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Hoyos calls it an impressive collection

Greg Hoyos

This is an impressive collection. Like many others, I never appreciated that such writing talent and range of expression existed – far less flourished – here in Barbados, but this anthology exposes it all. I felt my soul uplifted and my spirits soaring at the literary riches offered up in these pages.

The stories and poems grab you by the throat and don’t let go. Some leave you with a smile, some gasping for air as their narrative unfolds, others in wonder at the sheer creativity within. Can you tell that I enjoyed them all? Well done everyone, and well done, ArtsEtc judges.

In any review it’s tough to mention some entries and omit others. However to avoid simply a tedious list of contents, I must give a personal take on a few outstanding ones.

Right off the bat, Cherie Jones touched me with her bittersweet “How The One-Armed Sister Sweeps Her House” (a baffling but intriguing title). I could feel the characters, live their emotions – and suffer with them at the end, where we are left to our imaginations.

I’ve rarely seen dialect in written form which absolutely works, but in “Automated Reality”, Kerry Belgrave achieved it for me, while giving a thoughtful commentary on our times.

Gale Withers then entertained with a clever stacking of words and lines in “Hurricane Coming”, which had the effect of making me actually feel the event. This feat appeared again in Daniel Boxill’s “Vertigo”, though with less impact and seemingly more show for its own sake. No matter, it remains an enjoyable read.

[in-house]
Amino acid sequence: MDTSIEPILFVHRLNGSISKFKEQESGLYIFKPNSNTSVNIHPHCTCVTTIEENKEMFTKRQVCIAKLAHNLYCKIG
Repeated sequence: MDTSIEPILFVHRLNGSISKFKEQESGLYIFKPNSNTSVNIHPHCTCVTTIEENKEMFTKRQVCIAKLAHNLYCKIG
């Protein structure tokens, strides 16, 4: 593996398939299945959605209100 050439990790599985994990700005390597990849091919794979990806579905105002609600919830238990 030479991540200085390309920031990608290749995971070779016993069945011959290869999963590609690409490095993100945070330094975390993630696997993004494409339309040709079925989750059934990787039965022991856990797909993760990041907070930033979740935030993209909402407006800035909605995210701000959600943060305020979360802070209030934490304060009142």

“Rain Cloud” by Shadon Cumberbatch left me so shaken and sad that I had to stop reading for a while, and simply absorb it. It’s a wonderful first-person telling of family abuse which leaves you feeling sad for every damaged personality in the story – no mean achievement. But a bleak read, indeed. “This Could Be It” from Shakirah Bourne did the same thing for me, they both refer to the unevenness of people.

Corey Springer’s “Jade” was sexy as all-get-out, and very agreeable too. “Prickett’s Well” (Edison Williams) began well as a mystery read but lost me in the characterisation and seemed to peter out in the end. And “RIP2me” (Shanae Gill-Hinds) made me smile.

“Kendrick Goes Missing” (Martin Boyce) contained some Tarantino-like violence and intriguing characters; I wish it had gone further – but also appreciated that it left my mind to fill in the blanks. By contrast, “Home” from Chloe Walker was sweet and gentle.

Sharma Taylor’s “The Woman Whose Laugh Cracked The Sky” was powerful, though I kept wondering why it never developed the mystery of its main character and that laugh. However the first-person style again worked well for me here. By contrast, “A Hand Came Through The Wall” was perfect little gem of a story. And Linda Deane’s “A Way Back” was strongly evocative and quite ambitious, though perhaps deserved a longer-form presentation to bring out its linkages and connections.

I liked Nick Whittle’s “I Pour Another Rum” with its tilt to absurdist, shoulder-shrugging philosophy, though it seemed to promise more than it delivered.

So now I feel bad, having not mentioned everyone and not having given unstinting praise – which was certainly due. All in all it’s an amazing collection of depth and craft. I stand in admiration.

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